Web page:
There’s no doubt that in the last 20 years the financial industry has changed immensely, and the real estate sector has seen some of the biggest changes across the board. Not only has the finance industry had to contend with things like technological advances and delayed retirement ages (meaning workers are staying in the workforce for much longer, for better or for worse), but it’s also had to rebound from the Dot Com Collapse in the early 2000’s, the 9/11 tragedy in 2001 (which saw stocks plummet), and The Great Recession, as well as all the vast security and regulatory changes that came with those events. All three events left many individuals – whether they were investors or not – unsure of their financial future and what steps to take to either build their net worth back up or make a change for a more secure future. As industries changed and regulations were put into place, other industries emerged or became more fully developed, such as the real estate investment industry.
Rising Retirement Age
In the last 20 years or so, the average age of the working American has continued to increase. Where folks were once retiring at the age of 65 (or younger), employers are now finding that, more often than not, their employees are sticking around longer. The reason for this is two-fold. First, Americans are healthier and living longer – why retire if you’re perfectly fit and able to keep working? Second, because as the cost of living has continued to rise, and as retirement investments have failed to keep up with the ability to provide for basic necessities, continuing to work is the only way for many people to keep living the lifestyle to which they’ve become accustomed.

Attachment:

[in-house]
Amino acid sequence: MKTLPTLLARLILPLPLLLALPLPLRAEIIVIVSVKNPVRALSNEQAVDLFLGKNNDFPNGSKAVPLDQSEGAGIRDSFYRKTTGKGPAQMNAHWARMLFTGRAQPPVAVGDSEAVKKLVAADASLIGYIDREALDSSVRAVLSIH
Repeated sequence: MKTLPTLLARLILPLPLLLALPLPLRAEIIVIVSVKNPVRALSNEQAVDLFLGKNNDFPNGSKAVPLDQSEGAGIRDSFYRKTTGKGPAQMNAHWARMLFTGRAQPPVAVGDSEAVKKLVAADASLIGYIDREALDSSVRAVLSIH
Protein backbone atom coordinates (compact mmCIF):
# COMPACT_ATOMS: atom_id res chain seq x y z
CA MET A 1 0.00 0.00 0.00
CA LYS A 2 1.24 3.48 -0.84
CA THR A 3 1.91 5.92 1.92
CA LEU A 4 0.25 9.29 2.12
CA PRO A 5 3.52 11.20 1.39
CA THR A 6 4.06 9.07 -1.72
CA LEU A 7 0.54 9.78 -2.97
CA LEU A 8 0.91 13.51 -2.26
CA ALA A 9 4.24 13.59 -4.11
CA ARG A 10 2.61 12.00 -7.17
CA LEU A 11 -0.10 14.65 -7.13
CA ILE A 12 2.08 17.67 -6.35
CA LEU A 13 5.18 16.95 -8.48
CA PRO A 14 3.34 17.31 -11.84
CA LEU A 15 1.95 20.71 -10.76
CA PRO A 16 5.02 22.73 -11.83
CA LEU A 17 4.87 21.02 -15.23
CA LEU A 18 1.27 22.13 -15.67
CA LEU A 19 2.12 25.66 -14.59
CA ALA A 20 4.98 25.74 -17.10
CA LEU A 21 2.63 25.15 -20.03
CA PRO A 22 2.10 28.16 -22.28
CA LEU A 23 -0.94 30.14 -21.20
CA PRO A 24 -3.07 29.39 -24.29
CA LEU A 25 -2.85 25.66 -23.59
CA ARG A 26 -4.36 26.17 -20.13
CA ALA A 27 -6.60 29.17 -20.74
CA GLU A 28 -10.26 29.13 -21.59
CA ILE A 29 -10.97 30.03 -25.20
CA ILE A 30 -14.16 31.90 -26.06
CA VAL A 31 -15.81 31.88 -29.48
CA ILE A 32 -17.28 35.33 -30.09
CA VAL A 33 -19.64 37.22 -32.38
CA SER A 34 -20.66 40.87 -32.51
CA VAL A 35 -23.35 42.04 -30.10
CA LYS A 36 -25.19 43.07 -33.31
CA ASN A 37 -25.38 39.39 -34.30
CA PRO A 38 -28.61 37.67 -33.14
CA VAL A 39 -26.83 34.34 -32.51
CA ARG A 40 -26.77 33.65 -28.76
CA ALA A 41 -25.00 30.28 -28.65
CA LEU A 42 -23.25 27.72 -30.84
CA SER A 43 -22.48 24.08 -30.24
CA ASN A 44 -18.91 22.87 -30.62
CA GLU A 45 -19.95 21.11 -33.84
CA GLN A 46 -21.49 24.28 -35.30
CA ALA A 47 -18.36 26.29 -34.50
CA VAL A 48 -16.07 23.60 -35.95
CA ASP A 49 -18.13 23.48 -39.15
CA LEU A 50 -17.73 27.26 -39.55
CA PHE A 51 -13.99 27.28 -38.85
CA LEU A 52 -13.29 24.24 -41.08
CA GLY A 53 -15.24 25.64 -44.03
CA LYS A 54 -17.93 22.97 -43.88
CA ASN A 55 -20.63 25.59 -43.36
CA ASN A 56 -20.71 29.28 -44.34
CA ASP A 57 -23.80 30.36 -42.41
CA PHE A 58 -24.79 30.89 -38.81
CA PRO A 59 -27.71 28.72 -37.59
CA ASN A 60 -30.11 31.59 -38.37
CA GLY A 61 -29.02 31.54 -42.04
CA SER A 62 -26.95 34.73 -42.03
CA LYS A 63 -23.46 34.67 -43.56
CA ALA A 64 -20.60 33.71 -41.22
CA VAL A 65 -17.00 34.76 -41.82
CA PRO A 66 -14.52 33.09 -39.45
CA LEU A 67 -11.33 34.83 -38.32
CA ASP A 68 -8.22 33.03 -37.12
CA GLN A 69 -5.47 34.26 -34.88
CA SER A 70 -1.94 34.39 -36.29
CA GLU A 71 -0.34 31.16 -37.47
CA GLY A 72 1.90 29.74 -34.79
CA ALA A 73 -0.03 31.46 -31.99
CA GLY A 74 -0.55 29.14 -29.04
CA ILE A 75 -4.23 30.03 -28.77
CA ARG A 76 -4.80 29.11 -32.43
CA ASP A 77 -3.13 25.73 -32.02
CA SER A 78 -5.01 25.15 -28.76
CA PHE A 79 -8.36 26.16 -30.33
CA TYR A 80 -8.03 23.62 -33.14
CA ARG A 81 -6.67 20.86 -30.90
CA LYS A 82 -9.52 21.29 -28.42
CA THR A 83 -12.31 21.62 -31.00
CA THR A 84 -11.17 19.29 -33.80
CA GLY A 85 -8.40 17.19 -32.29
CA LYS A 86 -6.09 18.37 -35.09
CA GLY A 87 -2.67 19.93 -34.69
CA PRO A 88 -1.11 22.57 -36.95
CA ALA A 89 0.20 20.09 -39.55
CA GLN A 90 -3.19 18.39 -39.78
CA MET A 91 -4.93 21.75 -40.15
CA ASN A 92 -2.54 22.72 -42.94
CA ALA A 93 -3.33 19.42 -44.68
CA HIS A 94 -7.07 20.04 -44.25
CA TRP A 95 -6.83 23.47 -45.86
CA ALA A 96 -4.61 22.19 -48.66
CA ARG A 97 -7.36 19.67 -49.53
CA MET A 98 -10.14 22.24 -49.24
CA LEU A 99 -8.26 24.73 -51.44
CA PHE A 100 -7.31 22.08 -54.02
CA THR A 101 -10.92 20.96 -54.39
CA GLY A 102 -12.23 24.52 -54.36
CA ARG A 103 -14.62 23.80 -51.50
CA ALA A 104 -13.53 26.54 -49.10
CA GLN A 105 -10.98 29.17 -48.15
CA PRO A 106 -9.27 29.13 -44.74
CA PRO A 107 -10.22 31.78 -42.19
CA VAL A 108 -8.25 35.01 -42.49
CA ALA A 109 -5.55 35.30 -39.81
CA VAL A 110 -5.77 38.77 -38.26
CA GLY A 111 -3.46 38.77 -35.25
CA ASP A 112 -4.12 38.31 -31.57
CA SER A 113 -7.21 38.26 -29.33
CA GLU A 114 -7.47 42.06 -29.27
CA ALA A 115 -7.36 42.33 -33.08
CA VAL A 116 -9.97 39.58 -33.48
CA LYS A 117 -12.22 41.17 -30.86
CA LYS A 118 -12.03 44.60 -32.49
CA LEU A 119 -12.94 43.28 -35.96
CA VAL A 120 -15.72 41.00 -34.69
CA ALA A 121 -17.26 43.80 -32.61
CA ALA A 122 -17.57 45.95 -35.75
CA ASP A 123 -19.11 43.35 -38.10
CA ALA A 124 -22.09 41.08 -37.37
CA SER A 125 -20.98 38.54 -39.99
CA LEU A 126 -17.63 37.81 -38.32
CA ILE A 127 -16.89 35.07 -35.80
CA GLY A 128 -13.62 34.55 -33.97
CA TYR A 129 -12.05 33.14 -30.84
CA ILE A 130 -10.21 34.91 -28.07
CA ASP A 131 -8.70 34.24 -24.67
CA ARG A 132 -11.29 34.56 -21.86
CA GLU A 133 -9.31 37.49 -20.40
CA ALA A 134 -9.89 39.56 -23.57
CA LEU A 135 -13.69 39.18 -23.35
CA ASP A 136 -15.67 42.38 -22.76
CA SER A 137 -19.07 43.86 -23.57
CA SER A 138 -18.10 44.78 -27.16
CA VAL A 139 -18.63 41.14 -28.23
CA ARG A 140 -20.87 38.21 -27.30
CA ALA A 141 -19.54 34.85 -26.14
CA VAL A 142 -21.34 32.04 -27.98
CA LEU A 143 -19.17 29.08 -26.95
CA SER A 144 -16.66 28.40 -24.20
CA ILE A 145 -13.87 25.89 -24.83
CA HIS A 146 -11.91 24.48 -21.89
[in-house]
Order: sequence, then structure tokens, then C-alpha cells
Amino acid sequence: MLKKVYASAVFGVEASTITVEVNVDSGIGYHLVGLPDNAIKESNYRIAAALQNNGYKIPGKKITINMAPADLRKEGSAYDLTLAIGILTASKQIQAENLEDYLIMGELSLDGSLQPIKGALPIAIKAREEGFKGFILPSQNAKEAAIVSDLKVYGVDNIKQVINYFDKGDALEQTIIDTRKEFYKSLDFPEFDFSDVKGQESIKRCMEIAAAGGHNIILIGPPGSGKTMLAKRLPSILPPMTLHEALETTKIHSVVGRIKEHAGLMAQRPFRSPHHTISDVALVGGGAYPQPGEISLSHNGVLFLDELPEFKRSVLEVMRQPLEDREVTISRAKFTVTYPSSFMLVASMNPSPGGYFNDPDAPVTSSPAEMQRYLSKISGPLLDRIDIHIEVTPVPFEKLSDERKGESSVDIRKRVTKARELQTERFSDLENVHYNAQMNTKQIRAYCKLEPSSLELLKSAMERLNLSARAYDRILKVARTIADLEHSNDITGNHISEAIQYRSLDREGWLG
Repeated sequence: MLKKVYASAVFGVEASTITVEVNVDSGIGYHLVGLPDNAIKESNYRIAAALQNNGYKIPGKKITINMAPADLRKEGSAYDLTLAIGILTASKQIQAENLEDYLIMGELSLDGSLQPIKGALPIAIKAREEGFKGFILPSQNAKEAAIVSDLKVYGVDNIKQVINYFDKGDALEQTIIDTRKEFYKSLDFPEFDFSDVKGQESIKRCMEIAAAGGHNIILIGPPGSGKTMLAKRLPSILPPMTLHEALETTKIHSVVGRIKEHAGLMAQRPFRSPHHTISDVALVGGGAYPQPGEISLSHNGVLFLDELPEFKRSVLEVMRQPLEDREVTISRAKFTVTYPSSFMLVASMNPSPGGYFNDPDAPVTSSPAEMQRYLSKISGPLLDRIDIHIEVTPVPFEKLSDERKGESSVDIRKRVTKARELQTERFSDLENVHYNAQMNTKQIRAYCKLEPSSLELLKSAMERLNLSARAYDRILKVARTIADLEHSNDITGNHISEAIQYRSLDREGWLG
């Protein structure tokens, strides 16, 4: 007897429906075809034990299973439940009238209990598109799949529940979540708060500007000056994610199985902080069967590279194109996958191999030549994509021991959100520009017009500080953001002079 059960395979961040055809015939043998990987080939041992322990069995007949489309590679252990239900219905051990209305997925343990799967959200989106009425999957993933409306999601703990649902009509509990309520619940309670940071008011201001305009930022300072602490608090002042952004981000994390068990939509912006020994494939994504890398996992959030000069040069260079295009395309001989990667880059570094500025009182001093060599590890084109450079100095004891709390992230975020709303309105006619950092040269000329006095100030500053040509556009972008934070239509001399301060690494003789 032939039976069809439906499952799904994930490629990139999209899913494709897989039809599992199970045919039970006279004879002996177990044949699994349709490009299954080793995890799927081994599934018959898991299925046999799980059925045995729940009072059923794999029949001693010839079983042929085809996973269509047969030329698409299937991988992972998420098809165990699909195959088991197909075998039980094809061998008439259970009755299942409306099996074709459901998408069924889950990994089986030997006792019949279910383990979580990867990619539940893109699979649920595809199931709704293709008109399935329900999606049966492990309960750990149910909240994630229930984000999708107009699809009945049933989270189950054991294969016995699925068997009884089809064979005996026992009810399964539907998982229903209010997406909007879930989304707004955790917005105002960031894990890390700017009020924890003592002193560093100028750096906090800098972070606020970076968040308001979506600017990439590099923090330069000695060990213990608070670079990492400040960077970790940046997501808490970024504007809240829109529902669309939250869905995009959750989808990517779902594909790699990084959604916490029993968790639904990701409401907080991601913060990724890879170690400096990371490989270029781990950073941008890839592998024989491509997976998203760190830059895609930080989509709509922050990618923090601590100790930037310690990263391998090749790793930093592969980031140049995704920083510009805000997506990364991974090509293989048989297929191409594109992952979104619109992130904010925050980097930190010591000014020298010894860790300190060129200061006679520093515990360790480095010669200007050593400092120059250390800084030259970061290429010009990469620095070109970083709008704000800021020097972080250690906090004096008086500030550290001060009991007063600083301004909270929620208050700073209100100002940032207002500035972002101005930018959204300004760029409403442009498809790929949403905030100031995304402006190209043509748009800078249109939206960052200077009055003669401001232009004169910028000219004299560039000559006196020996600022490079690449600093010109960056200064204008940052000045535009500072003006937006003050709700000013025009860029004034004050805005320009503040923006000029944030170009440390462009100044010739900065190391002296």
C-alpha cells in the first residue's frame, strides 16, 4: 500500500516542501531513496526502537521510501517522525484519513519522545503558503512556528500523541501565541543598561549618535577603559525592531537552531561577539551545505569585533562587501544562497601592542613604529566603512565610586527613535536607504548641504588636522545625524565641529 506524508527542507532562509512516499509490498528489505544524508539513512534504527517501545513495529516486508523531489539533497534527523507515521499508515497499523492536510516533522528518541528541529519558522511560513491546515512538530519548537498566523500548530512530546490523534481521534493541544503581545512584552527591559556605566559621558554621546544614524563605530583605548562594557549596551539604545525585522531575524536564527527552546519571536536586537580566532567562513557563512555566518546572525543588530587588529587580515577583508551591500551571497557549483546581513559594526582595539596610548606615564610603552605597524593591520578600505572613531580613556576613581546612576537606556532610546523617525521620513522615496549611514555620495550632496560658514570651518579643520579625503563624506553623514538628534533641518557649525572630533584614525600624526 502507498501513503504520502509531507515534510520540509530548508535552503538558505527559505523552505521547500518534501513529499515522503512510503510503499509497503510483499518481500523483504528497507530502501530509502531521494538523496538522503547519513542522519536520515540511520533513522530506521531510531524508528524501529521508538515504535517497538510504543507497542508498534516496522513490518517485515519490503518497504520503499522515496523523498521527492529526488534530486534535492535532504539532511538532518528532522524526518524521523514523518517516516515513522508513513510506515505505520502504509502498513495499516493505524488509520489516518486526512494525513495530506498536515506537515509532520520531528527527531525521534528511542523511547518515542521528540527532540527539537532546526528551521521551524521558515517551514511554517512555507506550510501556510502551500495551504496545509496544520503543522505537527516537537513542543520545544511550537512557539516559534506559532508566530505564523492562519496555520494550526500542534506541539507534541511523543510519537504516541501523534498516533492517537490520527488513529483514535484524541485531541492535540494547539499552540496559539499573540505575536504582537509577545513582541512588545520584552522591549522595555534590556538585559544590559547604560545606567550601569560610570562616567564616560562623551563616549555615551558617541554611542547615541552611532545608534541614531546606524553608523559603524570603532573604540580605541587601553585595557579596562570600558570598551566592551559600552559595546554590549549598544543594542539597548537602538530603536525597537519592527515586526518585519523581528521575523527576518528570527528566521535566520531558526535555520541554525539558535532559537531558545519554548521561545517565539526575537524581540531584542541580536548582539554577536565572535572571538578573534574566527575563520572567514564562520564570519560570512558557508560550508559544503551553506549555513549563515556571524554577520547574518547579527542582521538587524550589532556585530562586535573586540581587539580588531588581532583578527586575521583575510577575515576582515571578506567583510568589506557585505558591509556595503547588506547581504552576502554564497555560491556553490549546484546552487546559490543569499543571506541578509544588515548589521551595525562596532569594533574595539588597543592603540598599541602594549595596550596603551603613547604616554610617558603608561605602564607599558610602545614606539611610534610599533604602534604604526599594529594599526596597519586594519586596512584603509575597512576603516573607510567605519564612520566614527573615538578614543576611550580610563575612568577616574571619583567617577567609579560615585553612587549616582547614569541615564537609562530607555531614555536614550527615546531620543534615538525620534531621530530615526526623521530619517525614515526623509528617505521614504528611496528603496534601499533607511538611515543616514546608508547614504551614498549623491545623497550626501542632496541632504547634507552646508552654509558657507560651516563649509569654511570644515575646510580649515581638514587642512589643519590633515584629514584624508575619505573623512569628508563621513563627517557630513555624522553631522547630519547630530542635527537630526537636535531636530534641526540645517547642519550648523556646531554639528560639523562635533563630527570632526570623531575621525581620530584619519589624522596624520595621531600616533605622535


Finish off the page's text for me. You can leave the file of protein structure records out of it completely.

Unfortunately, this has impacted the younger generations as well, since those who are new to the workforce have found it difficult to find jobs, and those who are already in entry-level or middle-management positions have found it hard to advance since job openings are harder to come by as fewer people leave the job force each year.
The Dot Com Collapse, 9/11, and The Great Recession
An added, unfortunate, twist is that many people actually did have their eye on the prospect of retiring around the age of 65. However, with the triple-whammy of the Dot Com bubble bursting in the late 1990’s, 9/11 striking in 2001, followed by The Great Recession less than a decade later, those dreams were put on hold as investment values plummeted and companies began shutting their doors. Many hardworking Americans saw their net worth take a huge hit rather quickly, and in many cases there simply hasn’t been enough time for them to recoup those losses.
Additionally, thousands of Americans found themselves without a stable source of income as companies began closing their doors. For those who worked in tech before the bubble burst, some of them have found success working in today’s tech market (or were lucky enough to be employed at a company that didn’t go under – like Amazon), but others were forced into career changes that put them a few years behind on their plans.
While many individuals have been left feeling bewildered and perhaps a little bit hopeless at the realization that their retirement investments sunk, or that retirement in the near future simply isn’t on the cards for them anymore, there is – of course – a way that they could be working on helping their savings to rebound. One of those ways is to invest their funds in real estate.
The real estate market has been steadily rebounding since the bubble popped in 2008, and for some people who were able to hold on to their real estate investments they may feel now that they’re secure in their financial future. For others, now is a great time to jump into the investment game. By investing funds with a hard money lender like Walnut Street Finance, they can put their funds into real estate development while having a diverse portfolio of property investments without being on the hook for chasing rent checks or heading up renovation and construction projects. Investing in real estate development isn’t like the days of yore, where lenders could be shady and the return on investment wasn’t guaranteed. Of course, while there may still be some bad apples out there, lenders like Walnut Street fully vet their borrowers prior to lending any funds, and ensure that investors have a diverse portfolio of low-risk investments to increase their returns.